On the angst side of things, Audrey has 45 days before the meteor shower and she disappears into the unknown. Duke is desperately trying to encourage her to make the most of her time, to enjoy life and have a holiday – or, at least, tell Nathan – an Audrey is throwing herself into her work.
And her work is a man out jogging who had his lungs removed – through his mouth. This is watched and photographed by one of the hangers on with sinister music playing, so I assume it’s significant (don’t argue with the conductor).
Audrey tells Nathan about the Hunter when he surprises her with a holiday get away - after she’s due to disappear. Much angst begins but is interrupted by the report that the lungs next to the body were terribly diseased – and didn’t belong to the jogger. They go to interview his fiancée and find she has already been questioned – by Tommy, the man taking the pictures at the crime scene.
There’s another call and they have to rush on to that scene to find another body, some more detached organs – and Tommy crouched over the body, claiming to be a cop. Detective Thomas Bowen, from Boston. He’s in Haven because they had a murder in Boston with someone losing their liver the same way. Upstairs they find Zoe, a traumatised woman – her brother is the dead man.
They set Dr. Claire on her (though she wants to examine Audrey and Audrey is still ducking), before she tries to rush her to the hospital since she’s clearly sick.
Duke has a quick pep talk with Audrey about not giving in to the inevitable – just as he didn’t accept his family curse to kill Troubled people. And Detective Bowen checks out – and wants to be involved in the case since it was his trainee who was killed and he threatens to call the FBI if they don’t include him in the case.
Any negotiations stall when Zoe attacks someone in the police station, knocking aside Audrey and Nathan until Bowen hits her in the head, saying they’re strong like PCP addicts. In the hospital they find that her organs are failing one by one – and the guy she attacked now has failing kidneys. Time for huge Haven-esque leap of logic that gives instant psychic insight into the Troubles: The Troubled person’s organs are failing – to live they need to harvest the organs off other’s – family preferably since they’re a closer match. If they succeed in the attack, they get new organs, if not, then the family member they attacked also starts having failing organs and needs to launch their own attacks. Not a nice Trouble – and you thought Dwight being a bullet magnet was a bad thing. Personally, I’d get Duke in to stab Zoe at this point. For added confusion – the latest victim and Bowen’s trainee were both conceived with sperm donors, so they don’t know the family link.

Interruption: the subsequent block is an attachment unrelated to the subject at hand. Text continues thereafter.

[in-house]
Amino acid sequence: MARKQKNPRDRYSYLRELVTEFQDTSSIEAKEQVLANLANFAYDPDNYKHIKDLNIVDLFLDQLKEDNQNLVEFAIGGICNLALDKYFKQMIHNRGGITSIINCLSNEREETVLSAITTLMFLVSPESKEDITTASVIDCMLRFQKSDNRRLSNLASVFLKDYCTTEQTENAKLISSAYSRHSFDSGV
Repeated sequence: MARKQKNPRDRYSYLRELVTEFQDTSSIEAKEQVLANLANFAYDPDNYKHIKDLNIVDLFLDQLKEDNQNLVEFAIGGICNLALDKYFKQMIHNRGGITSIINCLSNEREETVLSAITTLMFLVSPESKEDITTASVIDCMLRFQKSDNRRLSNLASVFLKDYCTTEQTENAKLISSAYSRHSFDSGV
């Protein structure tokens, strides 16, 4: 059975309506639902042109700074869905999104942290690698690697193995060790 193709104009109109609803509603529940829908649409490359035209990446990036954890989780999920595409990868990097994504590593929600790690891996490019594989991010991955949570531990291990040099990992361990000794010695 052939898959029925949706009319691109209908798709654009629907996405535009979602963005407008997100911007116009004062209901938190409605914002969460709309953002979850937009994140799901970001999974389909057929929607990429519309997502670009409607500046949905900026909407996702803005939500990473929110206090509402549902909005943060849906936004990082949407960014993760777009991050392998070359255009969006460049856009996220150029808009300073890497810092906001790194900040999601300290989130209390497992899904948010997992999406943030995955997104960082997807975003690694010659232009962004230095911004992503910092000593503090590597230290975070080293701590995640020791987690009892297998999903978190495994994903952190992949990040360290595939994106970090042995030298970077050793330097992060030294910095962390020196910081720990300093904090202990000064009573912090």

At the fertility clinic they find that all the victims were conceived with sperm from the clinic, but from different samples. Detective Bowen points out there was a case in Cambridge with a man who falsified records and exchanged all the sperm samples for his own, fathering many many children that way, and they suspect something similar is happening. Time to delve through the employee and patient records. To help burrow through the records, Audrey call in Duke, which Nathan is less than pleased about.
Tracking the children, they find Miriam – and a man talking to her with a toothy-tube down his throat who attacks her. Duke and Audrey shout and chase him and he runs – and drives off. Miriam collapses to the floor, shaking, her organs already failing. Audrey calls the number plate in to Nathan who has just, unsuccessfully, tried to convince Bowen that the Troubles exist, getting them a name and address of a Harry Nicks who used to work at the clinic.
Going to his house, they find that he has left and, worse, that he has a family including kids to use as spare parts. In the past, when the Troubles were last there, they find that Harry lost his entire family, possibly for organs (Bowen still less than impressed by the whole Trouble talk). They catch up with him and his family – and Harry has lead his son out into the woods. The four of them charge in to save the boy, but he instantly starts to go into shock from organ failure (and Bowen gets to see the demonic tongue).